Officials released police dash cam video from a fatal crash involving a Georgia State Trooper that left two teenage girls dead.

The accident happened in Carroll County back in September of 2015 near the intersection of U.S. Highway 27 and Holly Springs Drive..

The crash occurred when the teens' 2005 Nissan made a left turn into the path of the Georgia State Patrol car.

Four teenagers were inside of the Nissan. Two of the teens, Isabella Chinchilla,16, and Kylie Lindsey, 17, died from injuries sustained in the crash. The other two teens were injured and taken to Grady Memorial Hospital.

The trooper, later identified as A.J. Scott, was treated and released. Based on the information gathered during the investigation, the Georgia Department of Public Safety terminated the employment of Scott in October of 2015 but a grand jury declined to indict the trooper of charges that included vehicular homicide.

Investigators say he was going more than 90 miles per hour seconds before the teens turned their vehicle into his path. Authorities said he was not responding to an emergency and his lights and sirens were not on.

"Had the trooper been driving slower, perhaps this accident could have been prevented," said Coweta Judicial Circuit District Attorney Pete Skandalakis. "Had the car yielded the right of way perhaps the crash could have been avoided. How the design of the intersection comes into play, I don't know."

Brian Caron is the lawyer for Lindsey's family and said her parents want answers.

“He has to be held accountable for his actions," Caron said. "Driving 90 mph on a wet street at 11:30 at night is reckless.”

Larry Strickland, Lindsey's grandfather, said, "It’s not fair to the girls, it’s not fair to the families.”

CBS46 obtained Scott’s personnel file. He received good performance reviews early on. Under “accountability,” it reads, “accepts responsibility for self. Scott is polite and courteous when interacting with the general public and is very attentive at crash scenes.”

Scott was promoted to trooper first class in December 2013. In October 2014, however, Scott’s file revealed he was involved in a “preventable crash” during an emergency. His file read the crash “was your fault.” The October incident follows a “non-emergency crash,” also deemed “preventable” in June 2014.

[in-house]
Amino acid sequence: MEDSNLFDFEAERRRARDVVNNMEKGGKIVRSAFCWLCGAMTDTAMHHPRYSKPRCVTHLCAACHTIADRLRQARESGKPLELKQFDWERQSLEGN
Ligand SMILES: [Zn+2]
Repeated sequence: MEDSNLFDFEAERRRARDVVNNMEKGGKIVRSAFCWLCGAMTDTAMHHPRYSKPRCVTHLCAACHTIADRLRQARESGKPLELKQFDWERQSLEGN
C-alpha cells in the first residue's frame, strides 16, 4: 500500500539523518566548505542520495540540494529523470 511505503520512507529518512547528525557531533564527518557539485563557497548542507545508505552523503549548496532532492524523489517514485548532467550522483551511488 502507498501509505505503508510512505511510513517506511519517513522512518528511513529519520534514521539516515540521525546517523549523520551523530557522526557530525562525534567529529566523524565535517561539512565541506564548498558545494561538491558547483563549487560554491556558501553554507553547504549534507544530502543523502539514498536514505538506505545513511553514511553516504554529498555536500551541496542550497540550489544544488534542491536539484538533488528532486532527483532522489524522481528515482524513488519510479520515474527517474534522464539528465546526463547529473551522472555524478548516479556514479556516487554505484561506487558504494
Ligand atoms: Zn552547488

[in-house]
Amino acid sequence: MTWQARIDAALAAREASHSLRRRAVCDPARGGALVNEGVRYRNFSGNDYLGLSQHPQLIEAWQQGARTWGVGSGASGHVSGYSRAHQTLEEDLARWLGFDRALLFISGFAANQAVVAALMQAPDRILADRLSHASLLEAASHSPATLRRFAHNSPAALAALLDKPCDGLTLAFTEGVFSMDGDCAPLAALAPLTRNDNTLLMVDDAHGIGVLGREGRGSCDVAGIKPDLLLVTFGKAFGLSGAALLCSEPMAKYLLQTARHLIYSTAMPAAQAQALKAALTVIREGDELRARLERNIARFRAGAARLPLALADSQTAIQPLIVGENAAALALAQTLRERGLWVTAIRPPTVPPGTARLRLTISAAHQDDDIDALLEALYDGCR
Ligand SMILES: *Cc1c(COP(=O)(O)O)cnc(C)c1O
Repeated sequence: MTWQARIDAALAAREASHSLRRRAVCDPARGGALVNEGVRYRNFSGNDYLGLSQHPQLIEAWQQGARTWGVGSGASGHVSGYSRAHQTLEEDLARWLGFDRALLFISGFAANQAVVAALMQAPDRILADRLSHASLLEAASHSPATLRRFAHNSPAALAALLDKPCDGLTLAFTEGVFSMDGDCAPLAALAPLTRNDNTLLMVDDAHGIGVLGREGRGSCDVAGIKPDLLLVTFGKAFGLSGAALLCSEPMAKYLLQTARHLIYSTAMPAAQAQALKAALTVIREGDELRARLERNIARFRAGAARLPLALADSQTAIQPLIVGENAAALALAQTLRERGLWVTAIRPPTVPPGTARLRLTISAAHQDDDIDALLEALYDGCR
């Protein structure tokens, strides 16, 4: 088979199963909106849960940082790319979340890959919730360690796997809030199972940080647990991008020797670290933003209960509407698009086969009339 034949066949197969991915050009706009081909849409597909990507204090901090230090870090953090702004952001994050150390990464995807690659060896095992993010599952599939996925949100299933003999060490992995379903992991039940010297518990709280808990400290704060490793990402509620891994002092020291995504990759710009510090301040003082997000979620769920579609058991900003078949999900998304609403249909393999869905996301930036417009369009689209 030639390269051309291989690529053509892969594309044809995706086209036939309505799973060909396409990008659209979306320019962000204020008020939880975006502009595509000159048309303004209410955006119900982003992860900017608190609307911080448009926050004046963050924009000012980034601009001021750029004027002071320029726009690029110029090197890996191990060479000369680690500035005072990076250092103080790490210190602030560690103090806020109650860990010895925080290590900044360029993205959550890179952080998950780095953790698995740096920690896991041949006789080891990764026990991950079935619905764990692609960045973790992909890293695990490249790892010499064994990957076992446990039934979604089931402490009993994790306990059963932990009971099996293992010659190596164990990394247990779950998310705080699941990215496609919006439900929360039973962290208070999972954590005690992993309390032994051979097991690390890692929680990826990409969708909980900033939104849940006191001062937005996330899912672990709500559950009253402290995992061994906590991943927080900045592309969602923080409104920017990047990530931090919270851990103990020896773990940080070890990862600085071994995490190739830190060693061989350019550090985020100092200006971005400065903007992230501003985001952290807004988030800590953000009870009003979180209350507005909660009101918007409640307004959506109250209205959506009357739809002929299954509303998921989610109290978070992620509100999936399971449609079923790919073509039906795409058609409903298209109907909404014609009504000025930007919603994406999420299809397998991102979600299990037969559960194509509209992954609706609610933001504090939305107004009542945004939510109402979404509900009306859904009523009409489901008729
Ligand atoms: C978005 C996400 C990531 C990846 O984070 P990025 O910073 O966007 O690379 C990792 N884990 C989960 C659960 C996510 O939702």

Neighbors in the area say the intersection is very dangerous and that cars turning left can't see oncoming traffic. Some want officials to put a stop light at the intersection to make it safer.

CBS46 did some digging and found that the intersection has had 10 wrecks since 2012.

Matthew Richardson, the lawyer for the Chinchilla family, released the following statement: "Obviously, Isabella's family is disappointed that the grand jury chose not to indict Mr. Scott. We will continue to seek remedies for the family through the civil justice system."

The Carroll County District Attorney's Office released the following statement:"Following the actions of the Carroll County Grand Jury in declining to indict former Trooper Anthony J. Scott, the District Attorney has received numerous inquiries concerning the reasons for the Grand Jury's decisions."In addition to the officer's speed, the jury considered the fact that the teenage driver of the other vehicle failed to yield to oncoming traffic. On top of this, the physical conditions of the intersection contributed to this accident. The jurors considered the hazardous layout of the intersection and the fact there was no turn lane for southbound traffic. The grade of the intersection alone obstructed the view of both northbound and southbound drivers and, on the night of the collision, the height of the grass further blocked everyone's view."In conclusion, the jury, comprised of twenty Carroll County citizens, considered all of the evidence in deciding this case."

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